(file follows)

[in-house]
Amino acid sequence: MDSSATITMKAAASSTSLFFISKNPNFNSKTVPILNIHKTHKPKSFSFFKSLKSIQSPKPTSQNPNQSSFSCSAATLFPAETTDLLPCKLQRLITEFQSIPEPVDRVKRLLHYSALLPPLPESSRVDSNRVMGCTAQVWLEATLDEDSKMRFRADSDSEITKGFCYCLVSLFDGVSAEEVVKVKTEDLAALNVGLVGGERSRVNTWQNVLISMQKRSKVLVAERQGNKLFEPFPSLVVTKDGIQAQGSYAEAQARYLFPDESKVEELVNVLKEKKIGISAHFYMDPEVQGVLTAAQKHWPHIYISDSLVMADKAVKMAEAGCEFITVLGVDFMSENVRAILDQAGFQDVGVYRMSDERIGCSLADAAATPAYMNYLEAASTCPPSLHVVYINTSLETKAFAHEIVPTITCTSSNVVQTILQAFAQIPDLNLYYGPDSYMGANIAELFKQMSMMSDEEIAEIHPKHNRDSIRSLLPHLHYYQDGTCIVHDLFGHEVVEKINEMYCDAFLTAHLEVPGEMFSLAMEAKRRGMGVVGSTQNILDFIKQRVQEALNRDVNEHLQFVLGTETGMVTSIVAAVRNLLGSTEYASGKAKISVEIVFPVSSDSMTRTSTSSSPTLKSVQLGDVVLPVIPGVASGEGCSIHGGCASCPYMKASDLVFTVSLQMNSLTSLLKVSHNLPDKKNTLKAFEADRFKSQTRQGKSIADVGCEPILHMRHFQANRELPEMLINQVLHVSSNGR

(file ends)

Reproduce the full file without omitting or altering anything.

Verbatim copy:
[in-house]
Amino acid sequence: MDSSATITMKAAASSTSLFFISKNPNFNSKTVPILNIHKTHKPKSFSFFKSLKSIQSPKPTSQNPNQSSFSCSAATLFPAETTDLLPCKLQRLITEFQSIPEPVDRVKRLLHYSALLPPLPESSRVDSNRVMGCTAQVWLEATLDEDSKMRFRADSDSEITKGFCYCLVSLFDGVSAEEVVKVKTEDLAALNVGLVGGERSRVNTWQNVLISMQKRSKVLVAERQGNKLFEPFPSLVVTKDGIQAQGSYAEAQARYLFPDESKVEELVNVLKEKKIGISAHFYMDPEVQGVLTAAQKHWPHIYISDSLVMADKAVKMAEAGCEFITVLGVDFMSENVRAILDQAGFQDVGVYRMSDERIGCSLADAAATPAYMNYLEAASTCPPSLHVVYINTSLETKAFAHEIVPTITCTSSNVVQTILQAFAQIPDLNLYYGPDSYMGANIAELFKQMSMMSDEEIAEIHPKHNRDSIRSLLPHLHYYQDGTCIVHDLFGHEVVEKINEMYCDAFLTAHLEVPGEMFSLAMEAKRRGMGVVGSTQNILDFIKQRVQEALNRDVNEHLQFVLGTETGMVTSIVAAVRNLLGSTEYASGKAKISVEIVFPVSSDSMTRTSTSSSPTLKSVQLGDVVLPVIPGVASGEGCSIHGGCASCPYMKASDLVFTVSLQMNSLTSLLKVSHNLPDKKNTLKAFEADRFKSQTRQGKSIADVGCEPILHMRHFQANRELPEMLINQVLHVSSNGR